Saturday, August 11, 2007

SyxGtk vs SqueakGtk

a friend requested me a screenshot of syxgtk, it's the first one here:

I would like to explain how the '' script works:
1) Create the window, and connect buttons with something like button when:
#clicked send: self -> #onClicked
2) Gtk main
2.1) This forks a process that calls a primitive
2.1.1) The primitive create a thread in which gtk_main() will run
2.2) Semaphore new wait (won't never be signaled this semaphore, it's used
just to keep the process suspended so keeping Syx up if no other process
is running)
3) Suspend the current process. This because the console actually is in
blocking mode, so we need to suspend the process. There's a way to let the
console be asyncronous, already tested using Semaphores, but won't work
with readline (any suggestion here?)

Now, we connected signals to a special syxgtk marshaller, which does the
  • transform GValue to SyxOop
  • obtain the callback to call
  • create a new process
  • wait that process for being terminated (remember the callback is called within a OS thread)

These i think are pure Syx callbacks, really very easy to implement for
any other external loop.

How it differs from my old SqueakGtk? Just read:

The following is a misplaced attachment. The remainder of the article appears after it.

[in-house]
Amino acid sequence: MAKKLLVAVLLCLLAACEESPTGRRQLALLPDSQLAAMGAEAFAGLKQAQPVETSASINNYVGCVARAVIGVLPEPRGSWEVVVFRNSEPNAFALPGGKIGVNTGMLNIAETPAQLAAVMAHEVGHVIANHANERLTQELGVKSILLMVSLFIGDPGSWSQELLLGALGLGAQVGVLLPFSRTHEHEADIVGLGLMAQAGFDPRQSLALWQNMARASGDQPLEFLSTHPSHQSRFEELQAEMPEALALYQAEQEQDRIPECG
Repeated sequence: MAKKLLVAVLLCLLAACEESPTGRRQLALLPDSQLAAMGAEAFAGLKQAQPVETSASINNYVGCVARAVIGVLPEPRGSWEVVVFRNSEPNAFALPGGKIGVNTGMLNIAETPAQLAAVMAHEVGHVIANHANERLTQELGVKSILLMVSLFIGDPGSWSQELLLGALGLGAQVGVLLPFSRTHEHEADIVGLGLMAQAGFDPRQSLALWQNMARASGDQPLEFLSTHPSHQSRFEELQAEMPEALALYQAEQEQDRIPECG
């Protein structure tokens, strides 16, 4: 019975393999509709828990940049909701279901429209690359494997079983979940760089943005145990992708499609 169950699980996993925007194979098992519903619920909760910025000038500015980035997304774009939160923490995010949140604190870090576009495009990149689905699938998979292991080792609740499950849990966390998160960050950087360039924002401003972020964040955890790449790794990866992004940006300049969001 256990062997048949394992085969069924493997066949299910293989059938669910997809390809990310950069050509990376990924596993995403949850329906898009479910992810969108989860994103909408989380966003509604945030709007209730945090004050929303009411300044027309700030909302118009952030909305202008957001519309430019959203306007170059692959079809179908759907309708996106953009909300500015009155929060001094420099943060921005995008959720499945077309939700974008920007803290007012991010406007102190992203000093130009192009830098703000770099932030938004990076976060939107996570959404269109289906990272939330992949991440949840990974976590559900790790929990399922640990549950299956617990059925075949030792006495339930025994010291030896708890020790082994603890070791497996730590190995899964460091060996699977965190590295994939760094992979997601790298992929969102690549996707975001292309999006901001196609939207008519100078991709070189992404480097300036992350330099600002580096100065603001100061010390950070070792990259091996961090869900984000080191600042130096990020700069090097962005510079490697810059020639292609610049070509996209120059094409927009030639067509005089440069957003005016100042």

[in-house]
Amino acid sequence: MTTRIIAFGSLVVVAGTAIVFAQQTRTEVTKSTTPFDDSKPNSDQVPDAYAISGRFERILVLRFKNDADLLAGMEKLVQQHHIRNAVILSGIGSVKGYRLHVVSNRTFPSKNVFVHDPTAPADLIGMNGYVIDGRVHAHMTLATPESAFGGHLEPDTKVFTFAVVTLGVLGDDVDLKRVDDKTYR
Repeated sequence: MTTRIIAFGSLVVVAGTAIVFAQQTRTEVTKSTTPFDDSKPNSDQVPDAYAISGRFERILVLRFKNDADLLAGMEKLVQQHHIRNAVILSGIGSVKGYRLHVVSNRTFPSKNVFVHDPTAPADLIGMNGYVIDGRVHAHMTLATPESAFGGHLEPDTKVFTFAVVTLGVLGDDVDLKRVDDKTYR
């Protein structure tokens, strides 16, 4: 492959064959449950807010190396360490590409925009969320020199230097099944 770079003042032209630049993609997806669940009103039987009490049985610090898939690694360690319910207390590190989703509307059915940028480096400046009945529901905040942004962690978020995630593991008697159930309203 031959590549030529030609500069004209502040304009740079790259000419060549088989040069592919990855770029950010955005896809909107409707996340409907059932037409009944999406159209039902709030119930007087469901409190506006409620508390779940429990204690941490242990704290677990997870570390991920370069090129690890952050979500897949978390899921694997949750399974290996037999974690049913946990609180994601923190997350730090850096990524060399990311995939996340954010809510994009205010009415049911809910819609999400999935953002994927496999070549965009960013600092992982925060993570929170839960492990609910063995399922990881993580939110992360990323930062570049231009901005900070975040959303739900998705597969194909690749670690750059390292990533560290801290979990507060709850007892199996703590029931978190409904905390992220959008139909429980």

• each C call had one more redirection than in Syx, because in C calls using SWIG automatically handles self pointers by accessing instance variables
  • main loop had to be implemented in a Squeak-side method by doing the iteration manually
  • the marshaller had to forward its function to Squeak, because we can't convert from GValues to Squeak objects since we can't lookup classes
  • we save all that GValues in a special C-side stack
  • set the jump for future longjmp and call the interpreter
  • the main loop checks for callbacks, then obtain the list of arguments from that list of GValues and does its job
  • once returned from all callbacks, it's time to do the longjmp to return from the C callback

It was a pain, slow and moreover wasn't so safe to use setjmp/longjmp and a
stack of callbacks.


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